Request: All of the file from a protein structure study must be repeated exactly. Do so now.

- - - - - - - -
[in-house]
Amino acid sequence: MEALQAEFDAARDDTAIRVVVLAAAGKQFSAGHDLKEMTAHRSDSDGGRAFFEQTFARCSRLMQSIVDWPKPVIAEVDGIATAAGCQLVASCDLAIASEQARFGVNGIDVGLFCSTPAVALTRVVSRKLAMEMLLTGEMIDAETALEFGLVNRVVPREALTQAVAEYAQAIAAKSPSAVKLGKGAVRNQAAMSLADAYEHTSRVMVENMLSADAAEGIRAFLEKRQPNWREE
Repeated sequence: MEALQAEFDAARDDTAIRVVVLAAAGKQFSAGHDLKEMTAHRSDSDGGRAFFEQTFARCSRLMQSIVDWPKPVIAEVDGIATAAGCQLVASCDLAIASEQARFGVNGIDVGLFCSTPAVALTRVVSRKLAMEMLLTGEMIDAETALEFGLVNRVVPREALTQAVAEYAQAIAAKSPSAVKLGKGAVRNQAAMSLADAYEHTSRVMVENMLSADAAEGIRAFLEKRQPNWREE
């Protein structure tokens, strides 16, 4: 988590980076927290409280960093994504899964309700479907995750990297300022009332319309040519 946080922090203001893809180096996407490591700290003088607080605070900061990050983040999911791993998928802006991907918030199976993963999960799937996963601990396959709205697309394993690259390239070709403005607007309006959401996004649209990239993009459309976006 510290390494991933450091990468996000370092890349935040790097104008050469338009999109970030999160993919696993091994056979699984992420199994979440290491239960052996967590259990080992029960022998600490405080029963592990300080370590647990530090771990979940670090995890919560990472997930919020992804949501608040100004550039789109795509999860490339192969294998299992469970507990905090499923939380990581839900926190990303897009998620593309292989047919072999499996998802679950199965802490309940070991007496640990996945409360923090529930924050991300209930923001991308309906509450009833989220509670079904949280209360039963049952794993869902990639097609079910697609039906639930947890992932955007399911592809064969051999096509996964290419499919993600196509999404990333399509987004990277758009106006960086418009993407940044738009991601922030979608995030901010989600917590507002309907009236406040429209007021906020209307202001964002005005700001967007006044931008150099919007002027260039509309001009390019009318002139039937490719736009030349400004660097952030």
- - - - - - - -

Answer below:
[in-house]
Amino acid sequence: MEALQAEFDAARDDTAIRVVVLAAAGKQFSAGHDLKEMTAHRSDSDGGRAFFEQTFARCSRLMQSIVDWPKPVIAEVDGIATAAGCQLVASCDLAIASEQARFGVNGIDVGLFCSTPAVALTRVVSRKLAMEMLLTGEMIDAETALEFGLVNRVVPREALTQAVAEYAQAIAAKSPSAVKLGKGAVRNQAAMSLADAYEHTSRVMVENMLSADAAEGIRAFLEKRQPNWREE
Repeated sequence: MEALQAEFDAARDDTAIRVVVLAAAGKQFSAGHDLKEMTAHRSDSDGGRAFFEQTFARCSRLMQSIVDWPKPVIAEVDGIATAAGCQLVASCDLAIASEQARFGVNGIDVGLFCSTPAVALTRVVSRKLAMEMLLTGEMIDAETALEFGLVNRVVPREALTQAVAEYAQAIAAKSPSAVKLGKGAVRNQAAMSLADAYEHTSRVMVENMLSADAAEGIRAFLEKRQPNWREE
């Protein structure tokens, strides 16, 4: 988590980076927290409280960093994504899964309700479907995750990297300022009332319309040519 946080922090203001893809180096996407490591700290003088607080605070900061990050983040999911791993998928802006991907918030199976993963999960799937996963601990396959709205697309394993690259390239070709403005607007309006959401996004649209990239993009459309976006 510290390494991933450091990468996000370092890349935040790097104008050469338009999109970030999160993919696993091994056979699984992420199994979440290491239960052996967590259990080992029960022998600490405080029963592990300080370590647990530090771990979940670090995890919560990472997930919020992804949501608040100004550039789109795509999860490339192969294998299992469970507990905090499923939380990581839900926190990303897009998620593309292989047919072999499996998802679950199965802490309940070991007496640990996945409360923090529930924050991300209930923001991308309906509450009833989220509670079904949280209360039963049952794993869902990639097609079910697609039906639930947890992932955007399911592809064969051999096509996964290419499919993600196509999404990333399509987004990277758009106006960086418009993407940044738009991601922030979608995030901010989600917590507002309907009236406040429209007021906020209307202001964002005005700001967007006044931008150099919007002027260039509309001009390019009318002139039937490719736009030349400004660097952030």